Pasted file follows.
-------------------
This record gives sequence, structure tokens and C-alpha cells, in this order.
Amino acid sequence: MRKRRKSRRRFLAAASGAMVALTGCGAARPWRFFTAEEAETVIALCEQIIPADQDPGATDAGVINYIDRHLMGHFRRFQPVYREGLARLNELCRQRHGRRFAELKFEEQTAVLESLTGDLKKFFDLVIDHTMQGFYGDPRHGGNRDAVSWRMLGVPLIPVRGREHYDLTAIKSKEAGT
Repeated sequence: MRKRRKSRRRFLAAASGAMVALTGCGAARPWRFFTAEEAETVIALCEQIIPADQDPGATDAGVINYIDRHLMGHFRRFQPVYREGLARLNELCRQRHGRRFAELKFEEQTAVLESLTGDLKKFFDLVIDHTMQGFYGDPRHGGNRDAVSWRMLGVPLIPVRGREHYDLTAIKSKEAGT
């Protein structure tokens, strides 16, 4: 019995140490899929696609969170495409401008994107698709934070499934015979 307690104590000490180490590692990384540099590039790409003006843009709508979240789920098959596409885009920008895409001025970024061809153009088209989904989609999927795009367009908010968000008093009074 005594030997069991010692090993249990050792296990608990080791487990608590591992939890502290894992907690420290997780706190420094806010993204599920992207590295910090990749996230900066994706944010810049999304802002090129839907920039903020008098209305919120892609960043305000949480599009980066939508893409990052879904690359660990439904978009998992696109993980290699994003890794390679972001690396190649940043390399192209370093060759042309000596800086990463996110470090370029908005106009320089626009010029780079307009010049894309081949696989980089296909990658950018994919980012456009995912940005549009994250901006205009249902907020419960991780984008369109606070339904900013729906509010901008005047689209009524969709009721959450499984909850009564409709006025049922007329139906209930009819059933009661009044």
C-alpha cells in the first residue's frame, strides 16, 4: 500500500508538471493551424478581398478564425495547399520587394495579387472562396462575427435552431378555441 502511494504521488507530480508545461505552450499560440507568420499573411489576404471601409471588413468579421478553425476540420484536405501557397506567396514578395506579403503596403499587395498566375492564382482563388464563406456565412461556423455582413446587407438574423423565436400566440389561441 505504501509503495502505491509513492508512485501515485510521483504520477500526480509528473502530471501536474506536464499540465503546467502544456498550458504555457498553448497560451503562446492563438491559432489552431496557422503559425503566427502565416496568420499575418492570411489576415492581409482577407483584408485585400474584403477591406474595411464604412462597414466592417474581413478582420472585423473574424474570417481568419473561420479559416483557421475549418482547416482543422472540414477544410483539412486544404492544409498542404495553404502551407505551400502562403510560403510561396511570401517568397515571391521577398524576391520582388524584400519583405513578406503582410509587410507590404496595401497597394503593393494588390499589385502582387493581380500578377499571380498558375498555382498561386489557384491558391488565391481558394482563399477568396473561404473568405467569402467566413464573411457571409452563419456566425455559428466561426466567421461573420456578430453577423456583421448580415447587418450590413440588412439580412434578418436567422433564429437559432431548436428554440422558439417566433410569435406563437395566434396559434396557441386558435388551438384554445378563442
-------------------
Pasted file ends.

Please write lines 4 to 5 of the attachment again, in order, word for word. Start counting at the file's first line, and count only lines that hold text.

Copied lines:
């Protein structure tokens, strides 16, 4: 019995140490899929696609969170495409401008994107698709934070499934015979 307690104590000490180490590692990384540099590039790409003006843009709508979240789920098959596409885009920008895409001025970024061809153009088209989904989609999927795009367009908010968000008093009074 005594030997069991010692090993249990050792296990608990080791487990608590591992939890502290894992907690420290997780706190420094806010993204599920992207590295910090990749996230900066994706944010810049999304802002090129839907920039903020008098209305919120892609960043305000949480599009980066939508893409990052879904690359660990439904978009998992696109993980290699994003890794390679972001690396190649940043390399192209370093060759042309000596800086990463996110470090370029908005106009320089626009010029780079307009010049894309081949696989980089296909990658950018994919980012456009995912940005549009994250901006205009249902907020419960991780984008369109606070339904900013729906509010901008005047689209009524969709009721959450499984909850009564409709006025049922007329139906209930009819059933009661009044």
C-alpha cells in the first residue's frame, strides 16, 4: 500500500508538471493551424478581398478564425495547399520587394495579387472562396462575427435552431378555441 502511494504521488507530480508545461505552450499560440507568420499573411489576404471601409471588413468579421478553425476540420484536405501557397506567396514578395506579403503596403499587395498566375492564382482563388464563406456565412461556423455582413446587407438574423423565436400566440389561441 505504501509503495502505491509513492508512485501515485510521483504520477500526480509528473502530471501536474506536464499540465503546467502544456498550458504555457498553448497560451503562446492563438491559432489552431496557422503559425503566427502565416496568420499575418492570411489576415492581409482577407483584408485585400474584403477591406474595411464604412462597414466592417474581413478582420472585423473574424474570417481568419473561420479559416483557421475549418482547416482543422472540414477544410483539412486544404492544409498542404495553404502551407505551400502562403510560403510561396511570401517568397515571391521577398524576391520582388524584400519583405513578406503582410509587410507590404496595401497597394503593393494588390499589385502582387493581380500578377499571380498558375498555382498561386489557384491558391488565391481558394482563399477568396473561404473568405467569402467566413464573411457571409452563419456566425455559428466561426466567421461573420456578430453577423456583421448580415447587418450590413440588412439580412434578418436567422433564429437559432431548436428554440422558439417566433410569435406563437395566434396559434396557441386558435388551438384554445378563442